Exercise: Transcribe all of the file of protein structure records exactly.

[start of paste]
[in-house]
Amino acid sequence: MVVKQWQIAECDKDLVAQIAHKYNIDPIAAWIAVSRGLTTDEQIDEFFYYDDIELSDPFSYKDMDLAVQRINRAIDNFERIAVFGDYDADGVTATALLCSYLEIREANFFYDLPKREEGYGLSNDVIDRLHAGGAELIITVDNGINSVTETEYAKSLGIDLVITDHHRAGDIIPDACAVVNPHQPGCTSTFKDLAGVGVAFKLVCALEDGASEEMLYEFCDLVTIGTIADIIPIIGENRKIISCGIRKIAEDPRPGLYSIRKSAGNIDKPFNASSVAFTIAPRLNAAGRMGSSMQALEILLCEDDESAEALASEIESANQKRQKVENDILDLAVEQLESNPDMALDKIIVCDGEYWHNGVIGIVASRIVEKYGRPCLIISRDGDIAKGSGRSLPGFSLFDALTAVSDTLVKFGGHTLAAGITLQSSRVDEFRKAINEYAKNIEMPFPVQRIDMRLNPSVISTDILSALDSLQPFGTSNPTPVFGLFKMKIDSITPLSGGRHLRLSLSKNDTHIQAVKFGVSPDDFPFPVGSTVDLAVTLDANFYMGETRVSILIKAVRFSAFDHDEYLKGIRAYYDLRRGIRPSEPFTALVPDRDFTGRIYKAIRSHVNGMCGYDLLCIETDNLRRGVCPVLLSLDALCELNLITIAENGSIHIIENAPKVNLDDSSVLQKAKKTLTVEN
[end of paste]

[in-house]
Amino acid sequence: MVVKQWQIAECDKDLVAQIAHKYNIDPIAAWIAVSRGLTTDEQIDEFFYYDDIELSDPFSYKDMDLAVQRINRAIDNFERIAVFGDYDADGVTATALLCSYLEIREANFFYDLPKREEGYGLSNDVIDRLHAGGAELIITVDNGINSVTETEYAKSLGIDLVITDHHRAGDIIPDACAVVNPHQPGCTSTFKDLAGVGVAFKLVCALEDGASEEMLYEFCDLVTIGTIADIIPIIGENRKIISCGIRKIAEDPRPGLYSIRKSAGNIDKPFNASSVAFTIAPRLNAAGRMGSSMQALEILLCEDDESAEALASEIESANQKRQKVENDILDLAVEQLESNPDMALDKIIVCDGEYWHNGVIGIVASRIVEKYGRPCLIISRDGDIAKGSGRSLPGFSLFDALTAVSDTLVKFGGHTLAAGITLQSSRVDEFRKAINEYAKNIEMPFPVQRIDMRLNPSVISTDILSALDSLQPFGTSNPTPVFGLFKMKIDSITPLSGGRHLRLSLSKNDTHIQAVKFGVSPDDFPFPVGSTVDLAVTLDANFYMGETRVSILIKAVRFSAFDHDEYLKGIRAYYDLRRGIRPSEPFTALVPDRDFTGRIYKAIRSHVNGMCGYDLLCIETDNLRRGVCPVLLSLDALCELNLITIAENGSIHIIENAPKVNLDDSSVLQKAKKTLTVEN